Remember that a calorie is always a calorie whether it comes from fat or carbohydrate. Reducing fat and saturated fat in your family’s diet is important to maintaining heart health and reducing calories.
However, fat-free or reduced-fat food choices aren’t always low in calories. They can be high in sugar or other nutrients that increase calories.
Some reduced-fat or fat-free foods provide almost the same number of calories as the regular food. They are not the solution to weight loss.
This is especially true if you think you can eat more of a reduced-fat food than you would eat of a regular item. For example:
A 30-gram serving of reduced-fat chocolate chip cookies (three cookies) contains 118 calories, while an equal serving of the regular version has 142 calories.
A one-ounce serving of baked tortilla chips has 113 calories, versus 143 calories for the same amount of regular tortilla chips.
A two tablespoon serving of fat-free caramel topping contains the same number of calories (103) as an equal amount of homemade caramel topping with butter.
See a more detailed comparison of fat-free or reduced-fat calorie versus regular prepared food items.
It is important to limit fat and sugar in your family’s diet. Fat has twice as many calories as protein or carbohydrate, so it’s easy to see that reducing fat is important to energy balance.
Sugar is found naturally in some foods, like fructose in fruits or lactose in milk. However, sugar is added to many prepared foods and drinks like high-fructose corn syrup in sweetened beverages and breakfast cereals.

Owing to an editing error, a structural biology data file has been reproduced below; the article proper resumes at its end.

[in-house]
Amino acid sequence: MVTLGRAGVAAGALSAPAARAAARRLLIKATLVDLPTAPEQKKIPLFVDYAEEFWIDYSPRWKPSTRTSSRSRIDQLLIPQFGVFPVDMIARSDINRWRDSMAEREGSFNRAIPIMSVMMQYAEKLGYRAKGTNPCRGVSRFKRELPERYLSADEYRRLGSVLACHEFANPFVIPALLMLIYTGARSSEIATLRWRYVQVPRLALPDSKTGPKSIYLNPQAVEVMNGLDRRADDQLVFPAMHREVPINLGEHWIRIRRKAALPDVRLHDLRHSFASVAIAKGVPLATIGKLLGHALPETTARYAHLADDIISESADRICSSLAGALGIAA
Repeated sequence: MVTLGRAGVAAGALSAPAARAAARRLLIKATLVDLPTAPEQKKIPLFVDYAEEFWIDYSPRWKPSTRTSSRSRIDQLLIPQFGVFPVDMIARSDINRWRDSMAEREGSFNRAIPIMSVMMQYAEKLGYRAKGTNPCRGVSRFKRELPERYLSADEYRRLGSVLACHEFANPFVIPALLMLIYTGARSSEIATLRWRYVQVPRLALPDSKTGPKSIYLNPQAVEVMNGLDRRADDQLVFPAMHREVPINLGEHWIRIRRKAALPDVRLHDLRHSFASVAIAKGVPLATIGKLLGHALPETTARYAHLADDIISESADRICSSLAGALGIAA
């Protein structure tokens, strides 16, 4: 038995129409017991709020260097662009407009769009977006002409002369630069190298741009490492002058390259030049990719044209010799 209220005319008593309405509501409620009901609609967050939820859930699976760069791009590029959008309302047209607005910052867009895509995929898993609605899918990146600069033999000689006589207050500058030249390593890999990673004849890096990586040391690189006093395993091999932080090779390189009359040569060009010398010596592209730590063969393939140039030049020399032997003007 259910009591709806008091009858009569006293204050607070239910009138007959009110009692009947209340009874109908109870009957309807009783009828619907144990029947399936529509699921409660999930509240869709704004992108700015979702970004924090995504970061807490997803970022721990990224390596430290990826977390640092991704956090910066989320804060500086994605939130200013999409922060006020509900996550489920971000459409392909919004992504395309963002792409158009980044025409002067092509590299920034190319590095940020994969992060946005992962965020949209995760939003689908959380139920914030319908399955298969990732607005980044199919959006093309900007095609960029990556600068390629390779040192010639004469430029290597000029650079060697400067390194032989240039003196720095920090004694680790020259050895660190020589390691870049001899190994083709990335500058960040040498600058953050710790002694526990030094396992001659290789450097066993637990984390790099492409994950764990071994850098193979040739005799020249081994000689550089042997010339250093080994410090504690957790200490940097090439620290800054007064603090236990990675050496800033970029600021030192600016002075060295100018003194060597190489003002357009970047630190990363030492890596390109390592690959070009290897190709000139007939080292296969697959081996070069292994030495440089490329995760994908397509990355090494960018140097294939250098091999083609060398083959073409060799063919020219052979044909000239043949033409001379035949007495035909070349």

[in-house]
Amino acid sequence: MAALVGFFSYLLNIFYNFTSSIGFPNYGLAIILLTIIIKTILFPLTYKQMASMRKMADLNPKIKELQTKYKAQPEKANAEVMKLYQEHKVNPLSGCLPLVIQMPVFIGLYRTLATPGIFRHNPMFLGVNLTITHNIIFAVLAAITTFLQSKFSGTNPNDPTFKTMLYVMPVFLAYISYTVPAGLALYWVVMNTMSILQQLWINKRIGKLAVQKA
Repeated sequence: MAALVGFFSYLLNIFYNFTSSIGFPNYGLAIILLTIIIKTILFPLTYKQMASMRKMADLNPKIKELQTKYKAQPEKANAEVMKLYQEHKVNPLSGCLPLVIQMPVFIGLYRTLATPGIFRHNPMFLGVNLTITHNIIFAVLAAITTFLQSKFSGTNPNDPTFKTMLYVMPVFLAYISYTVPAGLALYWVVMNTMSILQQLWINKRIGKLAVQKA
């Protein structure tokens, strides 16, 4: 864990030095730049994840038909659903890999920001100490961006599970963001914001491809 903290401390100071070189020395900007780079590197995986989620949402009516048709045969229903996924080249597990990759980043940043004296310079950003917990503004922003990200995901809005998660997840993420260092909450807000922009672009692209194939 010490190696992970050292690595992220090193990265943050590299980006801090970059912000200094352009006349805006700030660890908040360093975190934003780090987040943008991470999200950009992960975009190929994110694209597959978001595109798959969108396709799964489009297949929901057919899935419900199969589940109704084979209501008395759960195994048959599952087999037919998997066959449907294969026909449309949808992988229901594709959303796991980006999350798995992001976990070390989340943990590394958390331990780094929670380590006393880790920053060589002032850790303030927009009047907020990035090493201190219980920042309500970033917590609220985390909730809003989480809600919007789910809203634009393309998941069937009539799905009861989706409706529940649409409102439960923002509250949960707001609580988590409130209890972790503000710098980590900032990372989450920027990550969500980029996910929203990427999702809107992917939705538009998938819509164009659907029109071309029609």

Health experts offer several reasons why it is important to cut back on the consumption of these products or cut out sugar from your diet in other ways:
Studies show that people who consume many foods and drinks with added sugar tend to consume more calories than people who consume fewer of these foods. T
hey also show a link between weight gain and drinking sweetened beverages. Cutting back on added sugars, especially from sweetened beverages such as regular soda and fruit punch, can help you and your family maintain a healthy weight.
Added sugar provides calories but no additional nutrients. An eating plan that helps you and your family maintain a healthy weight is one that focuses on getting plenty of nutrients within your calorie needs.
Many children and teens, especially girls, don’t get enough calcium, a mineral that’s important for strong bones and teeth and other body functions.
Giving your children fat-free or low-fat milk instead of sweetened beverages can give their bodies a boost.
If you care about nutrition, please read studies about the best time to take vitamins to prevent heart disease, and vitamin D supplements strongly reduce cancer death.
For more information about nutrition, please see recent studies about plant nutrients that could help reduce high blood pressure, and these antioxidants could help reduce dementia risk.
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